In theory, an agency director is chosen by a governor to implement the latter's policies, but that becomes a trap when the governor has no policies save staying in office. As Nowlan describes it, the successful director must be keen to work within his governor's political agenda, giving him credit for what goes well and taking blame for what doesn't, and displaying loyalty—in short, protecting the boss's ass. No doubt the truth of their situation troubles men and women of conscience; I suspect that the higher and higher pay they demand in such posts is the bureaucratic equivalent of a soldier's combat pay—extra compensation for having to endure humiliations and dangers that the ordinary civilian is spared. ●
Essential for anyone interested in Illinois history and literature. Hallwas deservedly won the 2018 Lifetime Achievement Award from the Illinois State Historical Society.
One of Illinois’s best, and least-known, writers of his generation. Take note in particular of The Distancers and Road to Nowhere.
See Home Page/Learn/
Resources for a marvelous building database, architecture dictionary, even a city planning graphic novel. Handsome, useful—every Illinois culture website should be so good.
The online version of The Encyclopedia of Chicago. Crammed with thousands of topic entries, biographical sketches, maps and images, it is a reference work unmatched in Illinois.
The Illinois chapter of the American Institute of Architects in 2018 selected 200 Great Places in Illinois that illustrate our shared architectural culture across the entire period of human settlement in Illinois.
A nationally accredited, award-winning project of the McLean County Historical Society whose holdings include more than 20,000 objects, more than 15,000 books on local history and genealogy, and boxes and boxes of historical papers and images.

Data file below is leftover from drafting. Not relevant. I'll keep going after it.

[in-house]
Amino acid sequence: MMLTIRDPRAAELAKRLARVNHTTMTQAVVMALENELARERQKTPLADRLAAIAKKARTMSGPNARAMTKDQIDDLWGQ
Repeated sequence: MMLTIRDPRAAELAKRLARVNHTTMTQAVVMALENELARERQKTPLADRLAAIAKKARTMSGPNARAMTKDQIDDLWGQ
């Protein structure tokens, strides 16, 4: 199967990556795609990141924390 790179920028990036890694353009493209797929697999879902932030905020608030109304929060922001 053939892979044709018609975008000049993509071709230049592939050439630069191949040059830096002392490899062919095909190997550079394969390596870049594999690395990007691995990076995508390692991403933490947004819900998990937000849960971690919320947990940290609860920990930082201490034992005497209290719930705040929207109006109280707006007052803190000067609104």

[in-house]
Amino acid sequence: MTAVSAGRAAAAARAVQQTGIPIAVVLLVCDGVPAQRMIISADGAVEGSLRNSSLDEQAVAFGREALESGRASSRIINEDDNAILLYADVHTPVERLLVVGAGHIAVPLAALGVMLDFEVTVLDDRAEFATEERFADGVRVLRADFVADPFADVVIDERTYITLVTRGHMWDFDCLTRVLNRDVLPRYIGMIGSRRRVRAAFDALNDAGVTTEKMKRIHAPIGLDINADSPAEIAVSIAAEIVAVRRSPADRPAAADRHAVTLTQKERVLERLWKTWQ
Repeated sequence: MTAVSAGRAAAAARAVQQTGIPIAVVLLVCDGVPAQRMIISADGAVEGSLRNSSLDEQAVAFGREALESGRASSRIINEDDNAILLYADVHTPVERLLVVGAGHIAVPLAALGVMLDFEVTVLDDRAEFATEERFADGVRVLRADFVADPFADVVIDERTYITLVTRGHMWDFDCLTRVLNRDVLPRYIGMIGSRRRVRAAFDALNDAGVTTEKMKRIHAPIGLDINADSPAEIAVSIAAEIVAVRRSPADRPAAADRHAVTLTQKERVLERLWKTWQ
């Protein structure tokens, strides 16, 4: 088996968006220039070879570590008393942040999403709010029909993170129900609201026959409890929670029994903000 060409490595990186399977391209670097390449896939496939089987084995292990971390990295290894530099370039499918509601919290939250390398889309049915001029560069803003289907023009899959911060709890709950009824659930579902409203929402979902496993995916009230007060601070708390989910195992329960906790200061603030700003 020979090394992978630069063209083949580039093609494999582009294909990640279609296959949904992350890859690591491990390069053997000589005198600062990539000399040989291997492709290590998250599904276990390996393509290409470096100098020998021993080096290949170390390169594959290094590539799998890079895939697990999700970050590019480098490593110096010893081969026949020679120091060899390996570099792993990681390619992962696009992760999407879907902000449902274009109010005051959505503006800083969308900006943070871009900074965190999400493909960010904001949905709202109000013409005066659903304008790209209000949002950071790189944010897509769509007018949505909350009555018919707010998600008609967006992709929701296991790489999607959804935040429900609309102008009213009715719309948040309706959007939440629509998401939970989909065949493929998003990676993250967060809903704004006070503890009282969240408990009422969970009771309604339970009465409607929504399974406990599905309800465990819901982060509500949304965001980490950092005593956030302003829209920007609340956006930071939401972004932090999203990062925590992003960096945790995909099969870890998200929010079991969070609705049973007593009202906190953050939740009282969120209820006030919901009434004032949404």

Every Illinois town ought to have a chronicler like D. Leigh Henson, Ph.D. Not only Lincoln and the Mother road—the author’s curiosity ranges from cattle baron John Dean Gillett to novelist William Maxwell. An Illinois State Historical Society "Best Web Site of the Year."
Created in 2000, the IDA is a repository for the digital collections of the Illinois State Library and other Illinois libraries and cultural institutions. The holdings include photographs, slides, and glass negatives, oral histories, newspapers, maps, and documents from manuscripts and letters to postcards, posters, and videos.
The people's museum is a treasure house of science and the arts. A research institution of national reputation, the museum maintains four facilities across the state. Their collections in anthropology, fine and decorative arts, botany, zoology, geology, and history are described here. A few museum publications can be obtained here.
“Chronicling Illinois” showcases some of the collections—mostly some 6,000 photographs—from the Illinois history holdings of the Abraham Lincoln Presidential Library.
I will leave it to the authors of this interesting site to describe it. "Chicagology is a study of Chicago history with a focus on the period prior to the Second World War. The purpose of the site is to document common and not so common stories about the City of Chicago as they are discovered."
The Illinois Labor History Society seeks to encourage the preservation and study of labor history materials of the Illinois region, and to arouse public interest in the profound significance of the past to the present. Offers books reviews, podcasts, research guides, and the like.